Taking the Kids: Spending New Year's with the penguins and whales in Antarctica
Obviously, a trip like this is for very well-heeled families (it's more than $50,000 for a family of four). But these families say they would rather have experiences than "stuff." Others are celebrating -- a recovery from cancer, a graduation, a retirement.
And when it comes to a place like Antarctica, they are anxious to see it before more of it disappears. That includes young adults who increasingly travel with their parents.
"The Best Christmas morning ever," said Sydney Beal, 21, from Minneapolis. She and her sister, Kyndall, 18, had told their parents a few years ago that they'd prefer experiences rather than holiday gifts. "We could never think of anything we wanted," she explained. "We prefer doing something instead of opening a bunch of presents."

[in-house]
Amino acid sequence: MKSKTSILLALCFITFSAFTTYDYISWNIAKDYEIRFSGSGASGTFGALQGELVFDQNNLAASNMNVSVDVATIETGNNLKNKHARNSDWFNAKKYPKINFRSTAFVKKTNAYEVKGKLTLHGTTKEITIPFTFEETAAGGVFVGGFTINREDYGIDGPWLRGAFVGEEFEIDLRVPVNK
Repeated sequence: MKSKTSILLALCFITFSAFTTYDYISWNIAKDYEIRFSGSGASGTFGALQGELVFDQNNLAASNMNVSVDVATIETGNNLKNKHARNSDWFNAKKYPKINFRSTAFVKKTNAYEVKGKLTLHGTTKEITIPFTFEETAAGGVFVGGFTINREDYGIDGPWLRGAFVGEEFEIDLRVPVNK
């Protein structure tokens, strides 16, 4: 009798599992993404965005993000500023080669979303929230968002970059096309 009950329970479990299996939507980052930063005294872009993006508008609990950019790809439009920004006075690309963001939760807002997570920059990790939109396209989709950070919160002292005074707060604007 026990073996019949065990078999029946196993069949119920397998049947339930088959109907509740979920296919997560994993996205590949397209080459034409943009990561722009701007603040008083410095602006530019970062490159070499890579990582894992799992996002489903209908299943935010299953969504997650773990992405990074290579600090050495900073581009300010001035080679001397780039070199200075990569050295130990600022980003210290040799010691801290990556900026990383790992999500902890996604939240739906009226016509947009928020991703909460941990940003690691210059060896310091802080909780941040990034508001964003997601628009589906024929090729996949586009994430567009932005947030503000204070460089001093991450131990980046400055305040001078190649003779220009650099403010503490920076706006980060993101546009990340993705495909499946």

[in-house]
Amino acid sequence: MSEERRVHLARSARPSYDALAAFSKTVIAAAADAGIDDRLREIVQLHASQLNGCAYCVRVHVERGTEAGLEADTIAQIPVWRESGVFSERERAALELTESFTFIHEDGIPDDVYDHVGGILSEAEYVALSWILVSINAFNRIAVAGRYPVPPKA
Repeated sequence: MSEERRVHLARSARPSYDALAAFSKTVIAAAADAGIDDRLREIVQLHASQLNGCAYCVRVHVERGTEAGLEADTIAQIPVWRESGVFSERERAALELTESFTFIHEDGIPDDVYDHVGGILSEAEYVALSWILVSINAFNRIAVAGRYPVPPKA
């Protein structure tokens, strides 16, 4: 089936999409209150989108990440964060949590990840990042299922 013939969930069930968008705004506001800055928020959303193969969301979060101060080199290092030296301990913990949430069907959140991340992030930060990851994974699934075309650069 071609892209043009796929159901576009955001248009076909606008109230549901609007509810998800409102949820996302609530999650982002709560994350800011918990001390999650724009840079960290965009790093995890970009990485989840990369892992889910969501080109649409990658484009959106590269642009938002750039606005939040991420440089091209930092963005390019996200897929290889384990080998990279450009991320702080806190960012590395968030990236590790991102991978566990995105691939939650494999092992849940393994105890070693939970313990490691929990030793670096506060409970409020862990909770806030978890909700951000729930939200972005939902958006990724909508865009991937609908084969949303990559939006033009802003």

"You can have presents anytime," said Conrad, 12. "But you can't ever see so many penguins like this."
Everyone, however, was happy to welcome Santa, who arrived via Zodiac.
These families may have been wealthier than others who travel, but their sentiments aren't dissimilar. At our recent TMS Family Travel Conference, research from MMGY's Portrait of the Family Traveler found that not only are millennial families traveling and spending more than their peers who don't have kids, they are also traveling farther afield. More than half of those surveyed said they took an international trip in the past year and more than 60 percent plan to do so in the coming 12 months.
That may be why Abercrombie & Kent is hosting 40 kids on their holiday Antarctica trip this year -- more than last year -- and reports that bookings are up on family trips in 2018 to Kenya and Tanzania and Family Japan and Family Australia are significantly ahead of the same time last year.
"Boom!" An avalanche of ice and snow falls from one of the peaks and lands in the water with a gigantic splash.
Happy New Year!